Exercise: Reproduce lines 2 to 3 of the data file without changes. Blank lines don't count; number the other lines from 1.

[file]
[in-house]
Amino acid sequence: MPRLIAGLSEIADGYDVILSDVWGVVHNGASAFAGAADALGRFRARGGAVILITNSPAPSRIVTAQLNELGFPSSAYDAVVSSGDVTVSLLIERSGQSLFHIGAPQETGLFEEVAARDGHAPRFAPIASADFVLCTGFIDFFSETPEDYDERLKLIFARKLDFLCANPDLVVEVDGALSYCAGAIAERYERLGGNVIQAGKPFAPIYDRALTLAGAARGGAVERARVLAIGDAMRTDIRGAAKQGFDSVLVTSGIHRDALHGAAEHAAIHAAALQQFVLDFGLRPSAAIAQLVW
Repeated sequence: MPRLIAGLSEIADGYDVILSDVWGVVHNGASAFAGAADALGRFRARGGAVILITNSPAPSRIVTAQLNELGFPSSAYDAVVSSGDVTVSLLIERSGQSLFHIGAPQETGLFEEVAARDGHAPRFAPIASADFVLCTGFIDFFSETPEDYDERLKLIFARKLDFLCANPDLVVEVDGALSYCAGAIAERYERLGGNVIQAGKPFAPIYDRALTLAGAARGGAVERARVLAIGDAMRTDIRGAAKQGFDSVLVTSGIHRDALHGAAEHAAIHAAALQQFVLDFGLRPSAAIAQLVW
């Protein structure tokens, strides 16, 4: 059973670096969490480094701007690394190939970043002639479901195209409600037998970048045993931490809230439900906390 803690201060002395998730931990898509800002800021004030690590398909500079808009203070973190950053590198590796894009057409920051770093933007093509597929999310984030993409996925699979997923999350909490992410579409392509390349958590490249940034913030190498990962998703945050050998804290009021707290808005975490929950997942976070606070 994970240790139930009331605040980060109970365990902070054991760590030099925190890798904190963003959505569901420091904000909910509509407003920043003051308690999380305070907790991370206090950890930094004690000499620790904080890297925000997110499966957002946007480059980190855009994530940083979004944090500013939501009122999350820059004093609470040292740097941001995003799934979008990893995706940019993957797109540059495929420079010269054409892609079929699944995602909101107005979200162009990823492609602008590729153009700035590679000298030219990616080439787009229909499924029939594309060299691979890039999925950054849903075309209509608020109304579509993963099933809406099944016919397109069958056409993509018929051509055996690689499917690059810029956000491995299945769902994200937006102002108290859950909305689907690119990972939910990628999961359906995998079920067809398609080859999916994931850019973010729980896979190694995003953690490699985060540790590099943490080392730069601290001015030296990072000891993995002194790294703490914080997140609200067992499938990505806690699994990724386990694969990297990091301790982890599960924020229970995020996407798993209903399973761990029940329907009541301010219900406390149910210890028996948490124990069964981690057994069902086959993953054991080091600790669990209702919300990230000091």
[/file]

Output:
Amino acid sequence: MPRLIAGLSEIADGYDVILSDVWGVVHNGASAFAGAADALGRFRARGGAVILITNSPAPSRIVTAQLNELGFPSSAYDAVVSSGDVTVSLLIERSGQSLFHIGAPQETGLFEEVAARDGHAPRFAPIASADFVLCTGFIDFFSETPEDYDERLKLIFARKLDFLCANPDLVVEVDGALSYCAGAIAERYERLGGNVIQAGKPFAPIYDRALTLAGAARGGAVERARVLAIGDAMRTDIRGAAKQGFDSVLVTSGIHRDALHGAAEHAAIHAAALQQFVLDFGLRPSAAIAQLVW
Repeated sequence: MPRLIAGLSEIADGYDVILSDVWGVVHNGASAFAGAADALGRFRARGGAVILITNSPAPSRIVTAQLNELGFPSSAYDAVVSSGDVTVSLLIERSGQSLFHIGAPQETGLFEEVAARDGHAPRFAPIASADFVLCTGFIDFFSETPEDYDERLKLIFARKLDFLCANPDLVVEVDGALSYCAGAIAERYERLGGNVIQAGKPFAPIYDRALTLAGAARGGAVERARVLAIGDAMRTDIRGAAKQGFDSVLVTSGIHRDALHGAAEHAAIHAAALQQFVLDFGLRPSAAIAQLVW